2010 continued: Now, the lows

We should have gone to Crete. That’s how we’re going to remember Christmas 2010.


Ok, let me go back a bit. Or a lot. Unfortunately, I can’t simply write up a breezy little bulleted list with pretty photos to convey our low points. Perhaps that’s because in the last few months they’ve seemed to us more like long low stretches that fill up the space between th0se sparkly discrete points that are our vacations and visits with friends.

In other words, day-to-day life in Paris lately has been a real slog.

The expression I used in one of my rare 2010 posts sums it up: Metro, Boulot, Dodo. Far too many evenings spent flaked out in front of the TV or some torrent, trying to forget work and the growing pile of paperasserie on the desk. Really, is this so different from being a wage slave anywhere else in the western world?

Obviously, we needed to change, to find our Systeme D (for Débrouillard: resourceful) which everyone  insists is the Secret for Surviving in France.

It seemed like such a good idea at the time

Anyways, amongst the usual stuff–look for new work, eat better, exercise more, find new work,  yadda, yadda, yadda…. one of my brilliant ideas was to go skiing over the holidays in Austria. I still had 5 flex days I needed to use up by the end of the year, since our planned off-season holiday in Crete for November had fallen though. We both love to ski, we craved fresh air & open space,  and we were looking for something different after two years in a row of Christmas in HerrKaa’s quiet hometown in Germany.

Have you ever tried to book a Christmas holiday with less than a month lead time? And to go to a country that eschews credit cards? Let’s just say the travel arrangements did not bring on the Christmas cheer.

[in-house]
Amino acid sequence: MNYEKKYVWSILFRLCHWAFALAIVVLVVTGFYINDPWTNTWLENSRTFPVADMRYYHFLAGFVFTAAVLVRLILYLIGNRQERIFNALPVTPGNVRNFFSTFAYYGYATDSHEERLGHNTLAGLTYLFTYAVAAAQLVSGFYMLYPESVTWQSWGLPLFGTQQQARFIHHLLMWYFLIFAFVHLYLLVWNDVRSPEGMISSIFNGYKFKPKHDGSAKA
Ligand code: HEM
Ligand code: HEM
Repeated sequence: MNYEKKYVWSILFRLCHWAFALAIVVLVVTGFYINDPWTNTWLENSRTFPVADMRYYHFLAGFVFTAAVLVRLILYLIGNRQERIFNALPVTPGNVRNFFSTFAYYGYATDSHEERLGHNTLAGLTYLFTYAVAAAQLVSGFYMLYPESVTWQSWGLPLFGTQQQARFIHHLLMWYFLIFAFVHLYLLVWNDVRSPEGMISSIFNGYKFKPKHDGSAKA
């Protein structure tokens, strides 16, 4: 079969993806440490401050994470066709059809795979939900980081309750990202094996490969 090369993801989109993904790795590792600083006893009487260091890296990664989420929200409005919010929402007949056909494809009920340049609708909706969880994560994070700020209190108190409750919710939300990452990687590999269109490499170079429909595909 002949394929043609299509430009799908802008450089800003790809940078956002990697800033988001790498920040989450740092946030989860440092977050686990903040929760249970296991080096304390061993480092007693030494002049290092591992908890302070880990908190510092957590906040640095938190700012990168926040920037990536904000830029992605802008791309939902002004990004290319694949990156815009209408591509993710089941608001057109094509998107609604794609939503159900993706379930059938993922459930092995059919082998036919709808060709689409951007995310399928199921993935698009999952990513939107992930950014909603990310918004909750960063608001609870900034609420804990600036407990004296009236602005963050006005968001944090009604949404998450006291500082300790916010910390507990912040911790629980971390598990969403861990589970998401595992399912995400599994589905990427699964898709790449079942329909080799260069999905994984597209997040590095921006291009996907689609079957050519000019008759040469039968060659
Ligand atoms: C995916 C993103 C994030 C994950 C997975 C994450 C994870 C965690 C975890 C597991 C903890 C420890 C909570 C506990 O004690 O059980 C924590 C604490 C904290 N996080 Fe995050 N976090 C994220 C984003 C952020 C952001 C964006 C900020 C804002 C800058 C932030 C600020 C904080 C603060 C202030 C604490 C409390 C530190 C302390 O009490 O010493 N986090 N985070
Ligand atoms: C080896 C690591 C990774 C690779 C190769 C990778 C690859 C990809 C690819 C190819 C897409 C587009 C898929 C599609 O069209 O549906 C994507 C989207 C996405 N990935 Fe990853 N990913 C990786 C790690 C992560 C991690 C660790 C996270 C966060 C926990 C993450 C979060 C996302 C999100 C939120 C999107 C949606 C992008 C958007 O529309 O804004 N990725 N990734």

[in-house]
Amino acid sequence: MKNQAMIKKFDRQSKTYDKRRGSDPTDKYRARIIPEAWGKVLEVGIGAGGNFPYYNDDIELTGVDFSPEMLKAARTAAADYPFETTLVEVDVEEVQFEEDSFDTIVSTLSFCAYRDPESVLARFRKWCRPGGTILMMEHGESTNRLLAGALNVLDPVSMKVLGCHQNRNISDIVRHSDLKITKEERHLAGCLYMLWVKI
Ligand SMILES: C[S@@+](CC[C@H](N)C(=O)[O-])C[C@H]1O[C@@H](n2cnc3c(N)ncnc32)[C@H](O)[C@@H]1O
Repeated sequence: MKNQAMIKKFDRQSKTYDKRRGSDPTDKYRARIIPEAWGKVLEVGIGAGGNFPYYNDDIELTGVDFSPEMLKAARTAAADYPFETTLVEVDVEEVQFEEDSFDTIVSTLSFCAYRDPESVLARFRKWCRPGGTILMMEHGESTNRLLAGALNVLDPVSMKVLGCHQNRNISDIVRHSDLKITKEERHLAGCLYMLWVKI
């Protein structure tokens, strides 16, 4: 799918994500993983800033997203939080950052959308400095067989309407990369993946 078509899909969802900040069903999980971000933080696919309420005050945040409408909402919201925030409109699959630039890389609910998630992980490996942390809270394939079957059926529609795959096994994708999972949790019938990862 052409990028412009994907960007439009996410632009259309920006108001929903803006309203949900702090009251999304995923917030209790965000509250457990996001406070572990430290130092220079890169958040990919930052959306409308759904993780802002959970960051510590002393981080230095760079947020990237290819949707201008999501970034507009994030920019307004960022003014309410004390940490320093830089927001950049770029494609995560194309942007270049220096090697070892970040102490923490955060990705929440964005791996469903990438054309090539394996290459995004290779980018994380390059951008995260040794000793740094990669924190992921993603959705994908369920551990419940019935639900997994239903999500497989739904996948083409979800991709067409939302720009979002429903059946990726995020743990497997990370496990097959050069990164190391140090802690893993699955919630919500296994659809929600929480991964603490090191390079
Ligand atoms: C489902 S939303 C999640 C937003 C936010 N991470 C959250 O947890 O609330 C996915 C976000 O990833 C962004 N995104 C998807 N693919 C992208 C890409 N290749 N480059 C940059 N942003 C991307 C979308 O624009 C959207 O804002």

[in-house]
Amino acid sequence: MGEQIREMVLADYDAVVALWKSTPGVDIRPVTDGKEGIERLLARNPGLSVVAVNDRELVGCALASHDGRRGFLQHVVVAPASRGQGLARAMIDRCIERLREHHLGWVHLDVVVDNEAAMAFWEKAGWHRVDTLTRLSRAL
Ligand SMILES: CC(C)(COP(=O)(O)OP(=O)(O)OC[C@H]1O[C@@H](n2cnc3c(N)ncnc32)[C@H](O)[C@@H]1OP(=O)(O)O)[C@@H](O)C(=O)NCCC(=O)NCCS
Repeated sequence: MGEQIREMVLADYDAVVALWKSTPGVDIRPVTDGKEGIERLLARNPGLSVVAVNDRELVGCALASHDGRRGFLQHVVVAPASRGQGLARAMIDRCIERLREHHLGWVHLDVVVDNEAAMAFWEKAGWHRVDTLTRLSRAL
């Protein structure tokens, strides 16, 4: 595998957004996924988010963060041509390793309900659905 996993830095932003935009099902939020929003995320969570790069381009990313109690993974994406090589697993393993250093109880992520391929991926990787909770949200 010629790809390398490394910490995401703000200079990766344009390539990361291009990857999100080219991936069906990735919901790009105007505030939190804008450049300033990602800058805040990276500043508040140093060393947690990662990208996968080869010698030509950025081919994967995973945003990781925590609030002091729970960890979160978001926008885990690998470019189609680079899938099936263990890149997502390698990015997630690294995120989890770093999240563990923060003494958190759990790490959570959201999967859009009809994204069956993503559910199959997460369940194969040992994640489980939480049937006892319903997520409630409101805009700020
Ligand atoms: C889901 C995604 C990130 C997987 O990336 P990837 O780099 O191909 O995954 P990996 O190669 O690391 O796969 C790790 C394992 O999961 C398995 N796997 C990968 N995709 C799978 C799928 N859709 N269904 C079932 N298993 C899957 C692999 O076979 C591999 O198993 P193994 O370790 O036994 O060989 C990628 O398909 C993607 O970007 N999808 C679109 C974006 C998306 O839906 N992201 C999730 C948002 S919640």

Then we got caught up in the snow-chaoas that hit Europe just before Xmas. Our 2 hour flight out of Paris was delayed 3 hours, which in turn sent off a chain reaction of missed connections so that instead of celebrating Christmas at the 4-star hotel with 5-course supper I’d reserved at the resort, we were in a dark, deserted motel in an industrial suburb of Salzburg, beside a highway and across the street from a gas station. And we were extremely lucky compared to those poor sods camping in freezing tents outside of Heathrow.

Stranded bags in Vienna airport

But the next day we made it to the resort easily enough, found our rental condo and got our rental skis, huffing & puffing a bit at the unaccustomed elevation (the village is at 1800 m). Alas, we had barely started to relax when after lunch on Day 2, I over-ambitiously suggested skiing off piste in the powder. Within seconds Snap! went the anterior cruciate ligament in my left knee and with it all hopes for a relaxing week of shushing in the snow and Austrian après-ski.

So the rest of the week was a whir of pre-op, op, and post-op activities in the company of brusquely efficient Teutonic nurses.

How I spent my Christmas Vacation

HerrKaa did manage a few hours of skiing each day but spent the rest of  the time being my nursemaid. And on top of it all, he developed a tooth infection around the same time I had surgery so by the end of the week we were both in pretty rough shape,  swollen and feverish and haggard.